"We have to get to grips with this (the deficit). In countries where they don't they're paying a very heavy price."
The government has come under pressure to increase spending on capital projects, such as roads and housing, with its critics saying it is not doing enough to help economic growth.
Lib Dem Business Secretary Vince Cable has led calls for this in cabinet but David Cameron and Nick Clegg have previously ruled out funding such a move by increased borrowing.
For Labour, shadow Treasury minister Chris Leslie said: "If this is the only additional investment in infrastructure in the Budget, it will be a huge disappointment.
"Business groups, the IMF and even Vince Cable have all said now is the right time to invest, at record low interest rates, in building homes, road and schools to create jobs now and strengthen our economy for the future.
"The test for the Budget is whether it delivers bold action to kick-start our flatlining economy and significant tax cuts for middle and low income families, not a £3bn tax cut for the very richest and more of the same failing policies."
The TUC estimated that the extra £2.5bn a year for infrastructure would "boost growth by a measly 0.06%".
"With interest rates negative in real terms, the chancellor has the perfect opportunity to invest in Britain's future, rather than raiding departmental budgets to cover his failed economic strategy," said its general secretary Frances O'Grady.Beer duty
Government policy on alcohol pricing is also expected to be announced by the chancellor, following reports the government has ditched plans for 45p per unit minimum alcohol pricing.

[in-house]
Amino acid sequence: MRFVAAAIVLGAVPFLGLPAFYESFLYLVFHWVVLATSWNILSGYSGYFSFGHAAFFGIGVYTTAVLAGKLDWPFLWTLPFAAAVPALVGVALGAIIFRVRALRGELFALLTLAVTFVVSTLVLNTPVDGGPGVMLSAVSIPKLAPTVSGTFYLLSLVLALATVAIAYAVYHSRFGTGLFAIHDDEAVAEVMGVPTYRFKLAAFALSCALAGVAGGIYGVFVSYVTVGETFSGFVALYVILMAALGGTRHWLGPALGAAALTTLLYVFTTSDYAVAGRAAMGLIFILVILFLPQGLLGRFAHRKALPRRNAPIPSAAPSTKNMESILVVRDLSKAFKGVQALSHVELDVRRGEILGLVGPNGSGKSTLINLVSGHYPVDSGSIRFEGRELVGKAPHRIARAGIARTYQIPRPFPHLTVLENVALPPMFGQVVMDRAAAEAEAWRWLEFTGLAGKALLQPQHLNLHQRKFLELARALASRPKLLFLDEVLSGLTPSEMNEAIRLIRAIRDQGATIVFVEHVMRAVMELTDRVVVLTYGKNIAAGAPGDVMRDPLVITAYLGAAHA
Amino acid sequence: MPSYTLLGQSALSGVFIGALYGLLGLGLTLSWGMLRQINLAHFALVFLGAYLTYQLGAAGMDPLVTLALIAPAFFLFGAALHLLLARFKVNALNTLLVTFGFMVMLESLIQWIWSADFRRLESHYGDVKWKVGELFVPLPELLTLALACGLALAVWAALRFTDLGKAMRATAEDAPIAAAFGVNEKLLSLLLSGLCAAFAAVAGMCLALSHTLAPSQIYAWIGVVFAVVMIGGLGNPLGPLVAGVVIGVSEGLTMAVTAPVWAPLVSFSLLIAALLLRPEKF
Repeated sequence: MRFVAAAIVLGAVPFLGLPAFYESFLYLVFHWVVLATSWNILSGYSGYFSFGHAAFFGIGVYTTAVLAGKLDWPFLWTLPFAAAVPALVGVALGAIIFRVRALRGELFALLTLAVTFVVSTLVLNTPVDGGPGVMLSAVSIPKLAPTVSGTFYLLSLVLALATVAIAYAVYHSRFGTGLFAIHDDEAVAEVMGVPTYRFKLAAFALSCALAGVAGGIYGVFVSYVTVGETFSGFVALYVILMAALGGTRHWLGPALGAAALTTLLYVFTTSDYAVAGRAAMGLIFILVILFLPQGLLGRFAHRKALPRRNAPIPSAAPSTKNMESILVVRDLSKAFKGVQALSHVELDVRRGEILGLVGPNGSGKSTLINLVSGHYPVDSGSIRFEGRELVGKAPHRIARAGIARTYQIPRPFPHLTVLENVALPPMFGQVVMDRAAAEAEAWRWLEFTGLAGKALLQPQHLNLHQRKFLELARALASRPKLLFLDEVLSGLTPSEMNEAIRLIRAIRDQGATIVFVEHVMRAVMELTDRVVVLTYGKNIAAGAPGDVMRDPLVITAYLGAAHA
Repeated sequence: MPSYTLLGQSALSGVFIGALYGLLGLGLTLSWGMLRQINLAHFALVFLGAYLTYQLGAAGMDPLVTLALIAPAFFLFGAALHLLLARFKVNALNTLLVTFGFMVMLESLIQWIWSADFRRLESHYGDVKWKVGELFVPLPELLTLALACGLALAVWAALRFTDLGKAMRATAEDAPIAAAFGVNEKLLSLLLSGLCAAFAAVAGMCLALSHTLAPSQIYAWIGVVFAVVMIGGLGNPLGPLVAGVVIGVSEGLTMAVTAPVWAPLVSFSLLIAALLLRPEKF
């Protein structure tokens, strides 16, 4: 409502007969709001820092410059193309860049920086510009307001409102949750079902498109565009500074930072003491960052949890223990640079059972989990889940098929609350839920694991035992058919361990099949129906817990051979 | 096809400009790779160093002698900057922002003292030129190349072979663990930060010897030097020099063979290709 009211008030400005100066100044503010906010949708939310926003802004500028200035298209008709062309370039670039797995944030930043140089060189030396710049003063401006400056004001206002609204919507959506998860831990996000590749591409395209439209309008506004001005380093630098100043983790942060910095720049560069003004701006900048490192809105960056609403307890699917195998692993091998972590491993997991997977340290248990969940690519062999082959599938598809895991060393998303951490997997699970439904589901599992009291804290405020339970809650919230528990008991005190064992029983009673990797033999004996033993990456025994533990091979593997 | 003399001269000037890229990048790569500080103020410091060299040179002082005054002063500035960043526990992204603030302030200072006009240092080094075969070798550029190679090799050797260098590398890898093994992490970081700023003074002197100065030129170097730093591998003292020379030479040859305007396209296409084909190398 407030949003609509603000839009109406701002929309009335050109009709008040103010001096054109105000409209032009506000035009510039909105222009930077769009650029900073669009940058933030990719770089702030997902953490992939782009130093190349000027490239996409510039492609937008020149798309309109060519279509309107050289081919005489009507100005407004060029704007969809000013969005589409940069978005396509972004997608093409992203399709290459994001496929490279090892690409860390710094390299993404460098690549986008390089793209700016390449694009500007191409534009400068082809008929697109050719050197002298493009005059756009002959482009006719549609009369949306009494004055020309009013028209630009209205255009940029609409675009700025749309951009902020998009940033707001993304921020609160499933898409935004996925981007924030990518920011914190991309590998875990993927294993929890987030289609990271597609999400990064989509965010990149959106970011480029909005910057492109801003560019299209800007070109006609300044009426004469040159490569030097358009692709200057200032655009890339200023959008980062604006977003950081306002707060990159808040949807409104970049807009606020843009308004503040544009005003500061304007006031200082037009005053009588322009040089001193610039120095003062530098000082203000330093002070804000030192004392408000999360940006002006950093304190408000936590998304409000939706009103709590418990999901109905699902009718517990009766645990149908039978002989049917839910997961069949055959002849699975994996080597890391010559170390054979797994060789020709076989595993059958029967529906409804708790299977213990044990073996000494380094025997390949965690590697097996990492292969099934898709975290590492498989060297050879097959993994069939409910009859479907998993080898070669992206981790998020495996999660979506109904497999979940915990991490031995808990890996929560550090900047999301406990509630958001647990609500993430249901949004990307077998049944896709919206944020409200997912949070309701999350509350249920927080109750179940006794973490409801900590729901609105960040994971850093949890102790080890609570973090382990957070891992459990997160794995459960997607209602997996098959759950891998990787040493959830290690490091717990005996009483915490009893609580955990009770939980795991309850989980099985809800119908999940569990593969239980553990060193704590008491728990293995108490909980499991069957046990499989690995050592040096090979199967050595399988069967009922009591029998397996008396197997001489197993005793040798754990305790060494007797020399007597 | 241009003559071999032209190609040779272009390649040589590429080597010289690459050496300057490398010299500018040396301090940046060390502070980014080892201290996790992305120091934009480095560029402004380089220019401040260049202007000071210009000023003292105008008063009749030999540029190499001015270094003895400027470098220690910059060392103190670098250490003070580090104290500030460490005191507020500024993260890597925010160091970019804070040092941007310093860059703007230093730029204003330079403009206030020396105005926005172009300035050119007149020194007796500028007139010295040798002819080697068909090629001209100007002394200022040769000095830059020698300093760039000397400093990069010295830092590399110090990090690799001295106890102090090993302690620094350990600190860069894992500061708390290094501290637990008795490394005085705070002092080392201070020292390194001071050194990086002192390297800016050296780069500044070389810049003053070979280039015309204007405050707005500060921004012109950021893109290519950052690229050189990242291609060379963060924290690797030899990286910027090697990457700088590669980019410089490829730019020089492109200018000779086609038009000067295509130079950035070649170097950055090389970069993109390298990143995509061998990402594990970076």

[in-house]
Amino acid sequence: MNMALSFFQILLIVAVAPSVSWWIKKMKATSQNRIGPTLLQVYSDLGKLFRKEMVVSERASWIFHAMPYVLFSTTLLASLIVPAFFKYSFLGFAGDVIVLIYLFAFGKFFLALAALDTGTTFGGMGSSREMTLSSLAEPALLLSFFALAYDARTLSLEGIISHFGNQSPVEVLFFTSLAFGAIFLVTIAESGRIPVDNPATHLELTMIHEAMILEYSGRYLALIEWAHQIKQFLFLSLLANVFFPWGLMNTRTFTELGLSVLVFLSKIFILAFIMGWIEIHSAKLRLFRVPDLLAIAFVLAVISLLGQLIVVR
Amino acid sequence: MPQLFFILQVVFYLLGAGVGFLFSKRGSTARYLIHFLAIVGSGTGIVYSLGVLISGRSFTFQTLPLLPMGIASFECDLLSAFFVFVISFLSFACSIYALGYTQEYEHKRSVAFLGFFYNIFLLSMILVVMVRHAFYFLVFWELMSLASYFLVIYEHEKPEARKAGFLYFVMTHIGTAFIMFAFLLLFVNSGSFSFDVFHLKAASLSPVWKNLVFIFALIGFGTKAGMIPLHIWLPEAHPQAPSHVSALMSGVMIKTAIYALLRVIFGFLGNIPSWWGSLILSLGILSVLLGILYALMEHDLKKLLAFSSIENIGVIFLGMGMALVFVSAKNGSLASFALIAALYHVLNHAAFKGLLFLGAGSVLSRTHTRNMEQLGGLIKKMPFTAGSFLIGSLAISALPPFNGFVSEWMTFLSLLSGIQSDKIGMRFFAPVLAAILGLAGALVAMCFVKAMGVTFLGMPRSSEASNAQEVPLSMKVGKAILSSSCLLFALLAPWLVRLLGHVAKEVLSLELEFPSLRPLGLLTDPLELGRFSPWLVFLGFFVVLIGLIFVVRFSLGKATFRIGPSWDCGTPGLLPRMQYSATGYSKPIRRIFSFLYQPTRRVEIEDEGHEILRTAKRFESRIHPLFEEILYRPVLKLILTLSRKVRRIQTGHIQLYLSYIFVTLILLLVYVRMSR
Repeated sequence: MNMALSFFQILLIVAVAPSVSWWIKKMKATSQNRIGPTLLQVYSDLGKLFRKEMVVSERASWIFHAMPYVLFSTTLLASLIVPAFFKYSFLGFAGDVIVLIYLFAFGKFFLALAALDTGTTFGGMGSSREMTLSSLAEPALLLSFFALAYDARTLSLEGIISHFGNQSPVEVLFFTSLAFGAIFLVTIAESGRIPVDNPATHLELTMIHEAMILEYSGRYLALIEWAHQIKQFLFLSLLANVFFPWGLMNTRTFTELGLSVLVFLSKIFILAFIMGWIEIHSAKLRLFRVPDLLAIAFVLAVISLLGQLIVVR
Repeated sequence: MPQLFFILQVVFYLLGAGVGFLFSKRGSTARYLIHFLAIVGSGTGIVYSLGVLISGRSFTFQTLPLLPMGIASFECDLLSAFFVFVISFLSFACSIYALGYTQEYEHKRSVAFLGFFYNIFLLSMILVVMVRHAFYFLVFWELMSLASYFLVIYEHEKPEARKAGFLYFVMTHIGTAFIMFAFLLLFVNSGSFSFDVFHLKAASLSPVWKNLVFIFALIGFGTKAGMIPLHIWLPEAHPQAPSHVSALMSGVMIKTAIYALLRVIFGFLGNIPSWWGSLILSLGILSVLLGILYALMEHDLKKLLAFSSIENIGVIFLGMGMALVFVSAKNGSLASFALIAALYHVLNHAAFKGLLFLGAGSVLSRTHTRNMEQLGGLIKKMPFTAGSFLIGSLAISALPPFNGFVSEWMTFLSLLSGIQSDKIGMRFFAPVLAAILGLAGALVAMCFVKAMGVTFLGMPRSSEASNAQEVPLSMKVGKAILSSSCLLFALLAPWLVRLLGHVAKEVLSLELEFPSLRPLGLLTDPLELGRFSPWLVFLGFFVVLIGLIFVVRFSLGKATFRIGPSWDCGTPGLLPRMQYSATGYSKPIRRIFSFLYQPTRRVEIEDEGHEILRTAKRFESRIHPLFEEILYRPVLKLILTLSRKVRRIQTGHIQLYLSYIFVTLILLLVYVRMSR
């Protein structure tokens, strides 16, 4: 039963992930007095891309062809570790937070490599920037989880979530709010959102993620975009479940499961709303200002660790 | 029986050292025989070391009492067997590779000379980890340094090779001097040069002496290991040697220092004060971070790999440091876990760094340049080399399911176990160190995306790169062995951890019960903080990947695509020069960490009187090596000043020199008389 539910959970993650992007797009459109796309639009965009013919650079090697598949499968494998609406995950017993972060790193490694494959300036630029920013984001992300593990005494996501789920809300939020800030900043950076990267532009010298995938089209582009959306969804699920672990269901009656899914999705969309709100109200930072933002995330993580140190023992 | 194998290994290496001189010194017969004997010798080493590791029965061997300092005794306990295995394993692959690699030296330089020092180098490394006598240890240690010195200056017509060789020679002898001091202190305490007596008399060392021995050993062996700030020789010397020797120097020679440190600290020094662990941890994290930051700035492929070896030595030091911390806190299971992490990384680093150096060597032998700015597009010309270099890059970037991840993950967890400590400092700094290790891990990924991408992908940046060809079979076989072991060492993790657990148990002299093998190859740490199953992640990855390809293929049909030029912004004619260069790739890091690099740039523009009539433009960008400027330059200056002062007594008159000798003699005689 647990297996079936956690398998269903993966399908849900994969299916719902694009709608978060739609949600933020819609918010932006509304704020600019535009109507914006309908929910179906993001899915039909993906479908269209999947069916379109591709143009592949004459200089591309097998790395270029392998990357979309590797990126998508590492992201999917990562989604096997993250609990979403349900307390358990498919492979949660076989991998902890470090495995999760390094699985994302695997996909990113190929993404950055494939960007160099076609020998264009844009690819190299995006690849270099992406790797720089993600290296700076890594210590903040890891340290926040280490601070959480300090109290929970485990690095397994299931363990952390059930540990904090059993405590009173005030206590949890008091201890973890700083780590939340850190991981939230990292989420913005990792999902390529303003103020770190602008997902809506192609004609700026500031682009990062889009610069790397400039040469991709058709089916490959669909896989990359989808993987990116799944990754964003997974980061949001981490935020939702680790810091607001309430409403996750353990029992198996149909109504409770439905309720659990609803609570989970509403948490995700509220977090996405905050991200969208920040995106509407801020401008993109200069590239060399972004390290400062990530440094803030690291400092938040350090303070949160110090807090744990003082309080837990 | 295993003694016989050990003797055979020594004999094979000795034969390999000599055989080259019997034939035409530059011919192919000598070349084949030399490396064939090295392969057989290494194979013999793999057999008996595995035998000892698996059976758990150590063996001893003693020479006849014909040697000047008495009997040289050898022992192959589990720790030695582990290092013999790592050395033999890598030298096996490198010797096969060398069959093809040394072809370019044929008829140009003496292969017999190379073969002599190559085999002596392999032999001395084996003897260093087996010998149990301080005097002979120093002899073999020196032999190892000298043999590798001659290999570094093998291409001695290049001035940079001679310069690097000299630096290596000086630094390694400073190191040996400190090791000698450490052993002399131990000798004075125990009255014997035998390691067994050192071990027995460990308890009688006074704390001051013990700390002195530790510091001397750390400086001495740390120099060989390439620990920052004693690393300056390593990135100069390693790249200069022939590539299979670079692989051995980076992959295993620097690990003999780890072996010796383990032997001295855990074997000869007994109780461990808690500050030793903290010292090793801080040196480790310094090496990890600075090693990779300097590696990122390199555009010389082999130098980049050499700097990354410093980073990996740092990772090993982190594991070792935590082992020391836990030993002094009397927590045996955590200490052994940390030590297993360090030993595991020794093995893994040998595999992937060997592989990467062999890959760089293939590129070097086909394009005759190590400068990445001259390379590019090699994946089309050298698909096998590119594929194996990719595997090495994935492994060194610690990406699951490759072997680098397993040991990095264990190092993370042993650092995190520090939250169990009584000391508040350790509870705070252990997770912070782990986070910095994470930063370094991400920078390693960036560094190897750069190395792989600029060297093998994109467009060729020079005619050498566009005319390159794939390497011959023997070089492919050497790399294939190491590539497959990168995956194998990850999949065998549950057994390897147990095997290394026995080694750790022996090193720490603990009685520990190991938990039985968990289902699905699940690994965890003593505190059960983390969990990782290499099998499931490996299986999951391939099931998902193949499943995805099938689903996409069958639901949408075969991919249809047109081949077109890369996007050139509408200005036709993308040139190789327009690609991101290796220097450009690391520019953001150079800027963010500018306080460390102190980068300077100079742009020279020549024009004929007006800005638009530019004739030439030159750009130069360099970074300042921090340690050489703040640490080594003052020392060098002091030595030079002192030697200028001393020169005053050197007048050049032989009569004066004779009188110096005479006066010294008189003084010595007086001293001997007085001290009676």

BBC political editor Nick Robinson says Mr Osborne may be considering scrapping the beer duty escalator - which automatically increases alcohol duty by 2% above inflation every year.
The chancellor will give his fourth Budget speech on 20 March at 12:30 GMT
There is full coverage of the Budget and how it affects you on the BBC News website
You will also be able to watch the event on a special programme on BBC Two and the BBC News Channel from 11:30 GMT
If so, he will feel under pressure to increase taxes on cheap but strong alcoholic drinks to show that the government has not abandoned David Cameron's campaign to crack down on cheap booze, our correspondent says.
A boost for house-building and an extension of the government's NewBuy scheme, which helps people with small deposits buy newly built homes, may also be included.
Mr Osborne - who will carry out of a review of spending for 2015-6 in June - is under pressure due to the lack of growth in the economy and the loss of the UK's AAA credit rating last month. The government's target for eliminating the structural deficit has already slipped to 2017-8.
The Office for Budget Responsibility will publish its latest forecasts for economic growth and borrowing alongside the Budget.
Asked on Tuesday how the government planned to spend revenue raised by bringing forward state pension changes by a year to 2016, Downing Street said some of it would go to paying for the cap on social care costs.
A spokesman said the Treasury would announce in "due course" how the remainder would be spent.